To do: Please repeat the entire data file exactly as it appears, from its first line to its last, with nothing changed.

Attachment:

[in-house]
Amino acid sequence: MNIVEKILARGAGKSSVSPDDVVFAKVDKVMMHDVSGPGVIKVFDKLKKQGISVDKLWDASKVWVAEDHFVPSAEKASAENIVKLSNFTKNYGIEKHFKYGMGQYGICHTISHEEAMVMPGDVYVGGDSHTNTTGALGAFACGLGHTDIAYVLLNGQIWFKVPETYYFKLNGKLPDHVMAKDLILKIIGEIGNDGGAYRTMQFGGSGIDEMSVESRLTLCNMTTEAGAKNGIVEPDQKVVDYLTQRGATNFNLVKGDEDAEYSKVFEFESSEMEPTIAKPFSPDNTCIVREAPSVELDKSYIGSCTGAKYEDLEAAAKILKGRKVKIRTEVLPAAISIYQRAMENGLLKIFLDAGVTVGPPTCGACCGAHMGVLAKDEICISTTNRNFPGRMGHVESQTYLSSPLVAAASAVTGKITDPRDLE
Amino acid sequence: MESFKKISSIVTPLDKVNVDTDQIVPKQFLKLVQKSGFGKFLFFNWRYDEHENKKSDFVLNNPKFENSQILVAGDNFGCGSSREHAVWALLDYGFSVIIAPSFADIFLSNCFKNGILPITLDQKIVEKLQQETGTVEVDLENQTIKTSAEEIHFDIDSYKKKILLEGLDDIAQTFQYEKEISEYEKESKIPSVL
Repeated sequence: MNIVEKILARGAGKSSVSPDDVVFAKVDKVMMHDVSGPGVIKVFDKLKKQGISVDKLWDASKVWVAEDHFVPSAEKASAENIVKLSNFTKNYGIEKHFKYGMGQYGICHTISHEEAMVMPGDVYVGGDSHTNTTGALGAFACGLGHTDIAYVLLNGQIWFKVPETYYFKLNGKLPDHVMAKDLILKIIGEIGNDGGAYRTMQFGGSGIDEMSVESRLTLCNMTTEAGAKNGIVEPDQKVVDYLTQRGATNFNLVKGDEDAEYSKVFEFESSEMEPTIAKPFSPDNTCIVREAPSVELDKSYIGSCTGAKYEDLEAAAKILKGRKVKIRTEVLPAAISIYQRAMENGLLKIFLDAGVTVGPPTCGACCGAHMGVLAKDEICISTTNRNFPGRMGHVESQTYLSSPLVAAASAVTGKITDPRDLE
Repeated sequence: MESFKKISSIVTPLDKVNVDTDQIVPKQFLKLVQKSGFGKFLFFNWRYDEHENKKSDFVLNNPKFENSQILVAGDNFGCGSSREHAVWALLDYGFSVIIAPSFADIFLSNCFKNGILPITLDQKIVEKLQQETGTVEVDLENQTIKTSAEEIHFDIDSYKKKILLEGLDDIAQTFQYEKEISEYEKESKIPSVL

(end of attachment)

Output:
[in-house]
Amino acid sequence: MNIVEKILARGAGKSSVSPDDVVFAKVDKVMMHDVSGPGVIKVFDKLKKQGISVDKLWDASKVWVAEDHFVPSAEKASAENIVKLSNFTKNYGIEKHFKYGMGQYGICHTISHEEAMVMPGDVYVGGDSHTNTTGALGAFACGLGHTDIAYVLLNGQIWFKVPETYYFKLNGKLPDHVMAKDLILKIIGEIGNDGGAYRTMQFGGSGIDEMSVESRLTLCNMTTEAGAKNGIVEPDQKVVDYLTQRGATNFNLVKGDEDAEYSKVFEFESSEMEPTIAKPFSPDNTCIVREAPSVELDKSYIGSCTGAKYEDLEAAAKILKGRKVKIRTEVLPAAISIYQRAMENGLLKIFLDAGVTVGPPTCGACCGAHMGVLAKDEICISTTNRNFPGRMGHVESQTYLSSPLVAAASAVTGKITDPRDLE
Amino acid sequence: MESFKKISSIVTPLDKVNVDTDQIVPKQFLKLVQKSGFGKFLFFNWRYDEHENKKSDFVLNNPKFENSQILVAGDNFGCGSSREHAVWALLDYGFSVIIAPSFADIFLSNCFKNGILPITLDQKIVEKLQQETGTVEVDLENQTIKTSAEEIHFDIDSYKKKILLEGLDDIAQTFQYEKEISEYEKESKIPSVL
Repeated sequence: MNIVEKILARGAGKSSVSPDDVVFAKVDKVMMHDVSGPGVIKVFDKLKKQGISVDKLWDASKVWVAEDHFVPSAEKASAENIVKLSNFTKNYGIEKHFKYGMGQYGICHTISHEEAMVMPGDVYVGGDSHTNTTGALGAFACGLGHTDIAYVLLNGQIWFKVPETYYFKLNGKLPDHVMAKDLILKIIGEIGNDGGAYRTMQFGGSGIDEMSVESRLTLCNMTTEAGAKNGIVEPDQKVVDYLTQRGATNFNLVKGDEDAEYSKVFEFESSEMEPTIAKPFSPDNTCIVREAPSVELDKSYIGSCTGAKYEDLEAAAKILKGRKVKIRTEVLPAAISIYQRAMENGLLKIFLDAGVTVGPPTCGACCGAHMGVLAKDEICISTTNRNFPGRMGHVESQTYLSSPLVAAASAVTGKITDPRDLE
Repeated sequence: MESFKKISSIVTPLDKVNVDTDQIVPKQFLKLVQKSGFGKFLFFNWRYDEHENKKSDFVLNNPKFENSQILVAGDNFGCGSSREHAVWALLDYGFSVIIAPSFADIFLSNCFKNGILPITLDQKIVEKLQQETGTVEVDLENQTIKTSAEEIHFDIDSYKKKILLEGLDDIAQTFQYEKEISEYEKESKIPSVL